CHM (m) Standard deviation

Mean

30.23 12.73 6.81 4.33 3.64 2.58 1.93 0.12

2.92 1.85 1.14 0.76 0.68 0.60 0.41 0.25

Confidence interval for the mean 2.66 3.38 1.77 2.25 0.90 1.20 0.75 1.01 0.58 0.73 0.52 0.67 0.41 0.78 0.22 0.29

Standard deviation 3.89 2.72 1.86 1.32 1.06 0.92 1.57 0.40

The second categorisation was by the time of the last fire event. There was no clear trend identifiable and the standard deviations varied extremely across each category. The detailed results are depicted in Figure 18 and in Table 6. Figure 18: Statistics of AGB and CHM variability for the last fire events

Source: Remote Sensing Solutions GmbH Note: The 95% confidence interval is depicted.

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Table 6: Statistics of AGB and CHM variability for the last fire events AGB (t/ha) Last fire event

Mean

1990 1997 2001 2002 2004 2005 2006 2007 2009 2011

20.72 23.40 6.63 14.00 6.56 10.10 7.41 2.88 8.26 24.12

5.4

Confidence interval for the mean 19.17 22.27 20.49 26.30 5.91 7.35 12.88 15.13 5.86 7.26 9.20 11.00 6.58 8.25 2.34 3.42 7.11 9.42 21.41 26.84

CHM (m) Standard deviation

Mean

29.38 46.32 13.00 19.43 11.48 14.27 14.72 8.88 17.69 43.40

3.56 3.14 1.48 3.16 1.67 2.34 1.73 1.28 1.70 3.25

Confidence interval for the mean 3.31 3.82 2.86 3.41 1.33 1.62 2.94 3.38 1.51 1.84 2.15 2.52 1.57 1.90 1.18 1.39 1.49 1.91 2.93 3.57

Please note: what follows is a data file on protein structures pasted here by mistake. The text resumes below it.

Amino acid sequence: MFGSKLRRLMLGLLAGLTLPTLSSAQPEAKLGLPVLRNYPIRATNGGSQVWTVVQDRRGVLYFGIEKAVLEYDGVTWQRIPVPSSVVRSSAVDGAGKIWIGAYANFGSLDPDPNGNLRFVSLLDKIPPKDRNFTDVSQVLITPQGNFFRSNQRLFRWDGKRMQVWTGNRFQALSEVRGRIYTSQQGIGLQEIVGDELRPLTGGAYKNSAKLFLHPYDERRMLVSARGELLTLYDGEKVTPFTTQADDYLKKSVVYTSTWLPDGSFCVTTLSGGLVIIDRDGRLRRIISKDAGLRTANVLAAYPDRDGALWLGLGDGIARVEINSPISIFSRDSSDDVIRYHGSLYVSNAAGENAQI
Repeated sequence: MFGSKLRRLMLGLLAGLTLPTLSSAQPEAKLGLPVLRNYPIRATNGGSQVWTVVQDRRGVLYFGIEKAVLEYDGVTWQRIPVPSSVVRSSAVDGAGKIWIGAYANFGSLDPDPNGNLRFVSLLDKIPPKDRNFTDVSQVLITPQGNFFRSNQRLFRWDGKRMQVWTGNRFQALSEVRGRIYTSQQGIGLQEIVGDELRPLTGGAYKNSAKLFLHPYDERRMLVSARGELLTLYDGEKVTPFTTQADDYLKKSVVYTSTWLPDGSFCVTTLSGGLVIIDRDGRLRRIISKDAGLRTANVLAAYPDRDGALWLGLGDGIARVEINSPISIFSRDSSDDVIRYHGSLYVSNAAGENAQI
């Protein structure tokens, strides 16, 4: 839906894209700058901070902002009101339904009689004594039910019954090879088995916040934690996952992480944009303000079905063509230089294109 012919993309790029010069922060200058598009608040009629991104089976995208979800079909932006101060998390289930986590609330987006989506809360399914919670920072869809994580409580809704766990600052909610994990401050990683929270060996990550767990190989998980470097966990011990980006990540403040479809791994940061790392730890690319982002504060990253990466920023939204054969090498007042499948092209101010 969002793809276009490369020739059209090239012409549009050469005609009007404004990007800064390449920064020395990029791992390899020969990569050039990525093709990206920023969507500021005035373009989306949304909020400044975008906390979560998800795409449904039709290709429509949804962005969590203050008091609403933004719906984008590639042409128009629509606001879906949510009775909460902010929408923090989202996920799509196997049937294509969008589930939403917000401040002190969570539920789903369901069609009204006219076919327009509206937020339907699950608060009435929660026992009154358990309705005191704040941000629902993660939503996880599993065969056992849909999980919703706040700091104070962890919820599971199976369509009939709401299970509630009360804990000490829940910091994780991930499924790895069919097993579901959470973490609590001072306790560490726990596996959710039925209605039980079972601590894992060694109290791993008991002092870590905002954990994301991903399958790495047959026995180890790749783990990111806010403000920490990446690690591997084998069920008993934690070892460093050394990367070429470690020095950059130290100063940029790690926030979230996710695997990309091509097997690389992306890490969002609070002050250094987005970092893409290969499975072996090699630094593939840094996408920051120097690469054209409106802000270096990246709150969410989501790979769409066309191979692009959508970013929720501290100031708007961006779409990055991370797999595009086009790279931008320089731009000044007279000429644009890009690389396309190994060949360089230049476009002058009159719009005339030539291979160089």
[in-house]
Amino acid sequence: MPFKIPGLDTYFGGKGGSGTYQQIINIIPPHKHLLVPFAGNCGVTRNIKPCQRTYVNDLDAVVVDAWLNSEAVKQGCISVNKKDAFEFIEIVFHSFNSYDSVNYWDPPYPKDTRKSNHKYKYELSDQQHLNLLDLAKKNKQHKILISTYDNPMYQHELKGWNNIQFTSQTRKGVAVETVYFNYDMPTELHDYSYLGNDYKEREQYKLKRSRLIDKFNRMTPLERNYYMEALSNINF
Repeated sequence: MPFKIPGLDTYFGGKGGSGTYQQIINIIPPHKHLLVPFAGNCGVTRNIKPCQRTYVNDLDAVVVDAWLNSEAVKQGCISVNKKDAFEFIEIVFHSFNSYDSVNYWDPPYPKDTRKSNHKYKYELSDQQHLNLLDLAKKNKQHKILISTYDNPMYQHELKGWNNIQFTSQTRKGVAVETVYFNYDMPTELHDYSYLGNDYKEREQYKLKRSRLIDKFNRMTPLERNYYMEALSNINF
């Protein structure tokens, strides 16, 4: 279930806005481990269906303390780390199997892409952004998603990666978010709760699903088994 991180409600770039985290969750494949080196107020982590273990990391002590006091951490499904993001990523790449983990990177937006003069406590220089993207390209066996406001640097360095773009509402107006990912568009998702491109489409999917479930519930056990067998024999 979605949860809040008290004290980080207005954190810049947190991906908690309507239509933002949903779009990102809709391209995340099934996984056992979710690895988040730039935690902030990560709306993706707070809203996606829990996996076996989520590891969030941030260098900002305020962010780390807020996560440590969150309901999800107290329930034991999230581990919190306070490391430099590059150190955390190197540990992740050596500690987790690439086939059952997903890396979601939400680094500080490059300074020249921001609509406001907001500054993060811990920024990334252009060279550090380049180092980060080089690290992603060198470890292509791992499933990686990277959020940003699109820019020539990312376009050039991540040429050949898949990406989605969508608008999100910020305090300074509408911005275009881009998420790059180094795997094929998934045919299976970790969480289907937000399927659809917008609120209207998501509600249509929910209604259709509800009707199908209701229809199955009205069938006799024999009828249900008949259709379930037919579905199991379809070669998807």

Standard deviation 4.18 4.42 2.39 3.48 2.61 2.99 2.76 1.82 3.16 4.94

AGB variability of natural drainage areas

Figure 19: Overview of the natural drainage area

Source: Remote Sensing Solutions GmbH Note: Left: RapidEye image from 29 July 2012 (bands 453). Right: AGB estimation map.

Natural drainage areas resulted in a mean AGB of 168.41 t/ha (with a 95% confidence interval of 168.41â&#x20AC;&#x201C; 169.28 t/ha and a standard deviation of 30.55 t/ha) and a mean CHM of 13.84 m (with a 95% confidence interval of 13.70â&#x20AC;&#x201C;13.97 m and a standard deviation of 4.96 m). All results are shown in Figures 19 and 20 and in Table 7. It can clearly be seen that the mean AGB and CHM values of the natural drainage area is less than that for the surrounding mixed PSF. This fact emphasises the degradation due to facilitated access to the forests.

Assessment of biomass variability of different tropical forest types and degradation levels by large-scale airborne LiDAR measurements in Central Kalimantan, Indonesia.

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Figure 20: Statistics of AGB and CHM variability for a natural drainage area

Source: Remote Sensing Solutions GmbH Note: The 95% confidence interval is depicted. The surrounding area is represented by mixed peat swamp forests (PSF).

Table 7: Statistics of AGB and CHM variability for a natural drainage area AGB (t/ha) Forest type

Mean

Natural drainage area

168.41

Confidence interval for the mean 167.54 169.28

CHM (m) Standard deviation

Mean

30.55

13.84

Confidence Standard interval for the deviation mean 13.70 13.97 4.96

Assessment of biomass variability of different tropical forest types and degradation levels by large-scale airborne LiDAR measurements in Central Kalimantan, Indonesia.

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5.5

AGB variability across the peat dome

Figure 21: Transect across the peat dome

Source: Remote Sensing Solutions GmbH Note: RapidEye image from 29 July 2012 (bands 452) (upper panel), AGB map (middle panel), transect of AGB values and DTM heights (lower panel).

Assessment of biomass variability of different tropical forest types and degradation levels by large-scale airborne LiDAR measurements in Central Kalimantan, Indonesia.